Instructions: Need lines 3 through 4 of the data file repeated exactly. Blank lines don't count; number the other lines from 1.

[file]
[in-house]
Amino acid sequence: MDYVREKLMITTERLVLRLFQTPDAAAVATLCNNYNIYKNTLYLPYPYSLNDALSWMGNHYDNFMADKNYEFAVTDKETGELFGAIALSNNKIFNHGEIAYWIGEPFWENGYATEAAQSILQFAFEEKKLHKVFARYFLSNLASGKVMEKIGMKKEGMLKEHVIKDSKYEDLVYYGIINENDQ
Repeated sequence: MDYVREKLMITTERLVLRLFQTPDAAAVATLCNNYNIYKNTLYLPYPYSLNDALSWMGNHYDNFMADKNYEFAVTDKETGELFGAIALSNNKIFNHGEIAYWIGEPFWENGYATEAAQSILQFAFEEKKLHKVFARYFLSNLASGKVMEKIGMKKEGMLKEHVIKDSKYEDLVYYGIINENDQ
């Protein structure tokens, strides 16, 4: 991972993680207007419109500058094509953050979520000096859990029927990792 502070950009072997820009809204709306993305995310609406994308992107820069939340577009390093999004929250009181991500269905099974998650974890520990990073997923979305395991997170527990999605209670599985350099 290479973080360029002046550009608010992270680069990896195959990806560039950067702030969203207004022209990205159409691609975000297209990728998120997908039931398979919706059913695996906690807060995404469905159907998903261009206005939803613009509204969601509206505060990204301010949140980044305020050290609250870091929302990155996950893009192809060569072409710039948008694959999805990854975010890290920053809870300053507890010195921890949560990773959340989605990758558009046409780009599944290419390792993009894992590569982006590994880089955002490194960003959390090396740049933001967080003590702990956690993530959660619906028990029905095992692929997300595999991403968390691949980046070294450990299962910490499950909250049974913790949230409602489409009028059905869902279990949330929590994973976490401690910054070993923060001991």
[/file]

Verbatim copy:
Repeated sequence: MDYVREKLMITTERLVLRLFQTPDAAAVATLCNNYNIYKNTLYLPYPYSLNDALSWMGNHYDNFMADKNYEFAVTDKETGELFGAIALSNNKIFNHGEIAYWIGEPFWENGYATEAAQSILQFAFEEKKLHKVFARYFLSNLASGKVMEKIGMKKEGMLKEHVIKDSKYEDLVYYGIINENDQ
């Protein structure tokens, strides 16, 4: 991972993680207007419109500058094509953050979520000096859990029927990792 502070950009072997820009809204709306993305995310609406994308992107820069939340577009390093999004929250009181991500269905099974998650974890520990990073997923979305395991997170527990999605209670599985350099 290479973080360029002046550009608010992270680069990896195959990806560039950067702030969203207004022209990205159409691609975000297209990728998120997908039931398979919706059913695996906690807060995404469905159907998903261009206005939803613009509204969601509206505060990204301010949140980044305020050290609250870091929302990155996950893009192809060569072409710039948008694959999805990854975010890290920053809870300053507890010195921890949560990773959340989605990758558009046409780009599944290419390792993009894992590569982006590994880089955002490194960003959390090396740049933001967080003590702990956690993530959660619906028990029905095992692929997300595999991403968390691949980046070294450990299962910490499950909250049974913790949230409602489409009028059905869902279990949330929590994973976490401690910054070993923060001991």